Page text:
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ACCPD helped uncover multibillion cryptocurrency fraud

By Joe Johnson

The Athens-Clarke County Police Department played a key role in an investigation that led to the seizure last year of approximately 50,676.17851897 Bitcoin, then valued at over 3.36 billion.

The U.S. Department of Justice said the seizure from the Gainesville home of 32-year-old James Zhong was at the time the largest cryptocurrency seizure in the history of the U.S. Department of Justice, and today remains DOJ’s second largest financial seizure ever.

Zhong on Nov. 4 pleaded guilty to stealing Bitcoin from the Silk Road “dark web” in 2012, the DOJ said in a news release.

He also pleaded guilty to committing wire fraud in September 2012 when he unlawfully obtained over 50,000 Bitcoin from the Silk Road dark web internet marketplace, according to the Justice Department.

According to an ACCPD incident report, the investigation began in March 2019, after Zhong reported that his home on Ruth Street in Athens had been burglarized.

He told officers that a briefcase containing $400,000 and a USB thumb drive containing personal information had been stolen, according to the report.

The stolen items “raised red flags for the IRS,” said ACCPD spokesman Lt. Shaun Barnett. “ACCPD assisted with interviews of the subject and provided the relevant information to our federal counterparts.”

According to the DOJ release, allegations contained in filings in Manhattan federal court and statements made during court proceedings were as follows:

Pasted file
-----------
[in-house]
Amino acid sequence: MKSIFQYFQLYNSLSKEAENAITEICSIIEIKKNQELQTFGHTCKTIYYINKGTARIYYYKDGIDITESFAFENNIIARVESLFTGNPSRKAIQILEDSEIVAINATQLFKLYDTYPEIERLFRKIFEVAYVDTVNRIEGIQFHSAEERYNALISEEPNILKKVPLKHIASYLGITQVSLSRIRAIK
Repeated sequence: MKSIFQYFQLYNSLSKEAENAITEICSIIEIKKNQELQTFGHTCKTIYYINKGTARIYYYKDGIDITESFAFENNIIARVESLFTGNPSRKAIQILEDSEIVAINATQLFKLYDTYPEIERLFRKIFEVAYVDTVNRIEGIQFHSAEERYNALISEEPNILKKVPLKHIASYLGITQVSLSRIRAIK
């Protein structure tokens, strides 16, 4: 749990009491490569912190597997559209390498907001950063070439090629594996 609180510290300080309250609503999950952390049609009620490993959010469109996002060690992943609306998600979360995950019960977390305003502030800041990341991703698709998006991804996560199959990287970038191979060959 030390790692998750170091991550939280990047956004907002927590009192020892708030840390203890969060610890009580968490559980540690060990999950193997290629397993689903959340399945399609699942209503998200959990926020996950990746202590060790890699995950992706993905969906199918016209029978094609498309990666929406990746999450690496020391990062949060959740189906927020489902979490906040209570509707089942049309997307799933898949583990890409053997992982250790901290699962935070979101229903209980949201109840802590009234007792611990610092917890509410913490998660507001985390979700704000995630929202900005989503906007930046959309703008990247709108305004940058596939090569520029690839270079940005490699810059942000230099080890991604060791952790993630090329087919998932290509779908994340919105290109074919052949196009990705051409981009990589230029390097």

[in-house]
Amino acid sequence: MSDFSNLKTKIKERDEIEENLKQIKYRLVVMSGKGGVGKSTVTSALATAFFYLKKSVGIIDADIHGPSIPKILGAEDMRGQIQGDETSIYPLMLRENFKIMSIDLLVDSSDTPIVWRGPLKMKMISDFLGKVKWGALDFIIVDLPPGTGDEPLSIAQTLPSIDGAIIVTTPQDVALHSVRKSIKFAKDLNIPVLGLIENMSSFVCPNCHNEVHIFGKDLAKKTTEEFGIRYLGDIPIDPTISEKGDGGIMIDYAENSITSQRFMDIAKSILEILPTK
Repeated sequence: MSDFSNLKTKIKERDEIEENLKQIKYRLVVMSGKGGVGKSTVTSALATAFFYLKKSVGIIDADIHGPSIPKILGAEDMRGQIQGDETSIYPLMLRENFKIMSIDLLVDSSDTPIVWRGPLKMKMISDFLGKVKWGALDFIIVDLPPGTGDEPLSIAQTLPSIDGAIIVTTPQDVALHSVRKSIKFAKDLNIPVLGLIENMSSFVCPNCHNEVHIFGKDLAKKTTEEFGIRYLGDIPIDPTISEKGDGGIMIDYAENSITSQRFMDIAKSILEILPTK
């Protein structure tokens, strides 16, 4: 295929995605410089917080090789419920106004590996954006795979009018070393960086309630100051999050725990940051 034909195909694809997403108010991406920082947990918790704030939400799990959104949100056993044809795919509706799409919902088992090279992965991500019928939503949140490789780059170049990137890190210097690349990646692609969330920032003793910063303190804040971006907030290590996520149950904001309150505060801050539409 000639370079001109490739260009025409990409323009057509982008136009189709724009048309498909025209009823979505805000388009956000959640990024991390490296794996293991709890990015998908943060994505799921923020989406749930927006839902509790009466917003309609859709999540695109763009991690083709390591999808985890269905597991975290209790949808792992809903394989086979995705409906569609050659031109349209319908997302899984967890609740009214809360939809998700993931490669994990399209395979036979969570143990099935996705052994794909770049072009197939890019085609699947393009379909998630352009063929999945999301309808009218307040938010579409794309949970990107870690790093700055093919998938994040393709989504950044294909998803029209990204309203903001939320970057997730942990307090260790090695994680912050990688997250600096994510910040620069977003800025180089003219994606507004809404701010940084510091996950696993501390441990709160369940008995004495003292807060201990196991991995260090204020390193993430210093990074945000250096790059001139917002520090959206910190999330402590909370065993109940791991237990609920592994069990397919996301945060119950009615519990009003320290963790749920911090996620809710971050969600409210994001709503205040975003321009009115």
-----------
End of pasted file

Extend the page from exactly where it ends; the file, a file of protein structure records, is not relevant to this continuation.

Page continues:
Silk Road was an online “darknet” black market. In operation from approximately 2011 until 2013, Silk Road was used by drug dealers and other criminals to distribute massive quantities of illegal drugs and other illicit good, and to launder all funds passing through it. In 2015, following a groundbreaking federal prosecution, Silk Road’s founder Ross Ulbricht was convicted by a jury and sentenced to life in prison.

In September 2012, Zhong executed a scheme to defraud Silk Road of its money and property by creating a string of approximately nine Silk Road accounts in a manner designed to conceal his identity, triggering over 140 transactions in rapid succession in order to trick Silk Road’s withdrawal-processing system into releasing approximately 50,000 Bitcoin from its Bitcoin-based payment system into Zhong’s accounts and transferring the Bitcoin into a variety of separate addresses also under Zhong’s control and in a manner designed to prevent detection, conceal his identity and ownership, and obfuscate the Bitcoin’s source.

Zhong funded the fraud accounts with an initial deposit of between 200 and 2,000 Bitcoin. After the initial deposit, he quickly executed a series of withdrawals. Through his scheme to defraud, Zhong was able to withdraw many times more Bitcoin out of Silk Road than he had deposited in the first instance.

As an example, on Sept. 9, 2012, Zhong deposited 500 Bitcoin into a Silk Road wallet. Less than five seconds after making the initial deposit, he executed five withdrawals of 500 Bitcoin in rapid succession, resulting in a net gain of 2,000 Bitcoin.

Also, a different fraud account made a single deposit and over 50 Bitcoin withdrawals before the account ceased its activity. Zhong then moved that Bitcoin out of Silk Road and, in a matter of days, consolidated them into two high-value amounts.